Shah Alam, Malaysia — Two women accused of the Cold War-style assassination of the half-brother of North Korea’s leader in Malaysia will go on trial in October, a judge said on Friday.
Indonesian Siti Aisyah and Vietnamese Doan Thi Huong are accused of rubbing highly toxic VX nerve agent in the face of Kim Jong-nam as he waited to board a plane at Kuala Lumpur’s main airport in February. The women, who may face the death penalty if convicted, deny carrying out the killing and say they were duped into believing they were taking part in a reality TV show.
Seoul accuses North Korea of being behind the murder of Kim Jong-un’s estranged relative, which sparked a serious diplomatic row between Malaysia and the North. Pyongyang denies the allegation.
At a heavily guarded court outside Kuala Lumpur, the women arrived wearing bullet-proof vests and handcuffs, and were taken past a waiting pack of journalists. Judge Azmi Ariffin told the 30-minute hearing at the high court in Shah Alam that the trial would begin on October 2 and would be completed within about two months.
"I am making a ruling that both the cases will be tried jointly," he told the packed courtroom. The two accused looked nervous but occasionally smiled to their lawyers and embassy officials. After the hearing, Aisyah started sobbing and one of her lawyers patted her back to calm her down.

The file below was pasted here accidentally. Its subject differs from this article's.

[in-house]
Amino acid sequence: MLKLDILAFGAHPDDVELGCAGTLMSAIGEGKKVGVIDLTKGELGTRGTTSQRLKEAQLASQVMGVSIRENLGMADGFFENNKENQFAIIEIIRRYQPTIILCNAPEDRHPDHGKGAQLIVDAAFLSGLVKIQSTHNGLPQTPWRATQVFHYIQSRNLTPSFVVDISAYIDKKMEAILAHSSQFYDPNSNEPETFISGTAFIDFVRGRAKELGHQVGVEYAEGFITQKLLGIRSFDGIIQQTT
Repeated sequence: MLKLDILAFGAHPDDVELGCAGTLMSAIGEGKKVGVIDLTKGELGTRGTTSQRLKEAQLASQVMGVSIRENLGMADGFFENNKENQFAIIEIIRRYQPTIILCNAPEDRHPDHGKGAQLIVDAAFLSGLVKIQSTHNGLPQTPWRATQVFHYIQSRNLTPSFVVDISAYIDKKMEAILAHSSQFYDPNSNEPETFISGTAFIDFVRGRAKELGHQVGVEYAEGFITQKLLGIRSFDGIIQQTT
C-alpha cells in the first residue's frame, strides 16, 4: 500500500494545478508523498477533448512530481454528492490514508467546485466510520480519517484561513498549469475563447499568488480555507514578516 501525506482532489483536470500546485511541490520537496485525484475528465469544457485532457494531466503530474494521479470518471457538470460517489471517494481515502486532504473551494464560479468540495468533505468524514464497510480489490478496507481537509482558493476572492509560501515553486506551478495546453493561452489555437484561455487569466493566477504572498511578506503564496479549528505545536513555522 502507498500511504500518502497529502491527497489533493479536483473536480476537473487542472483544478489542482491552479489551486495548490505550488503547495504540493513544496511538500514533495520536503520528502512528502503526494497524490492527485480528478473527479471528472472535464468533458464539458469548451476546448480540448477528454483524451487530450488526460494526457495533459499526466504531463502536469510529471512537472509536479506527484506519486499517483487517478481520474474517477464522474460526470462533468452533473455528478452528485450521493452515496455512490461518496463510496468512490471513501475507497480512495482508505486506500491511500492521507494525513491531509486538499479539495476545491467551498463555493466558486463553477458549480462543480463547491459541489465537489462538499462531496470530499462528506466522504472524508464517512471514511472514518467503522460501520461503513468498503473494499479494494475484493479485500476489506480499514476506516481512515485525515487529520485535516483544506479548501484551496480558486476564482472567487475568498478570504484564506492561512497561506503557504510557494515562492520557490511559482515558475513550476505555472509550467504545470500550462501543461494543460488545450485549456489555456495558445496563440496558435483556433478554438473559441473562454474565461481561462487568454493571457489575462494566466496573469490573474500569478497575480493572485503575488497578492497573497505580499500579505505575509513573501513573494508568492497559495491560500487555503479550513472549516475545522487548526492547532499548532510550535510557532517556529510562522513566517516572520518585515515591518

Prosecutor Muhammad Iskandar Ahmad said 30 to 40 witnesses would be called. The women’s lawyers said they would enter pleas at the start of the trial in October.
The assassination, which happened just as Kim was about to board a flight to Macau from the airport’s budget terminal, sent tensions soaring between Pyongyang and Kuala Lumpur. Both countries expelled each other’s ambassadors and barred their citizens from leaving, and an Asian Cup qualifier football match between the nations was postponed. Tensions eased when Malaysia agreed to return Kim’s body, which was sent back to Pyongyang accompanied by three men initially named by Malaysian police as murder suspects.
Under the terms of that agreement, nine Malaysians prevented from leaving Pyongyang were freed. Police are still trying to trace four North Koreans suspected of having taken part in the murder plot, who are believed to have returned to their capital immediately after the killing.
Hisyam Teh Poh Teik, a lawyer for the Vietnamese suspect, said the defence teams were handed CCTV evidence on Friday of what happened at the airport. The women’s legal teams had previously complained they were not provided with key materials which would allow them to mount a proper defence. "We will ensure the rights of the accused are served," the lawyer said, adding that Huong was "well and fine".
The murder in Kuala Lumpur removed a potential claimant to the leadership of the reclusive nation — Kim Jong-nam was late leader Kim Jong-il’s first born — who was an embarrassment to Pyongyang.
North Korea’s atomic weapons programme has long been causing global alarm. The secretive state this month carried out its first successful launch of an intercontinental ballistic missile.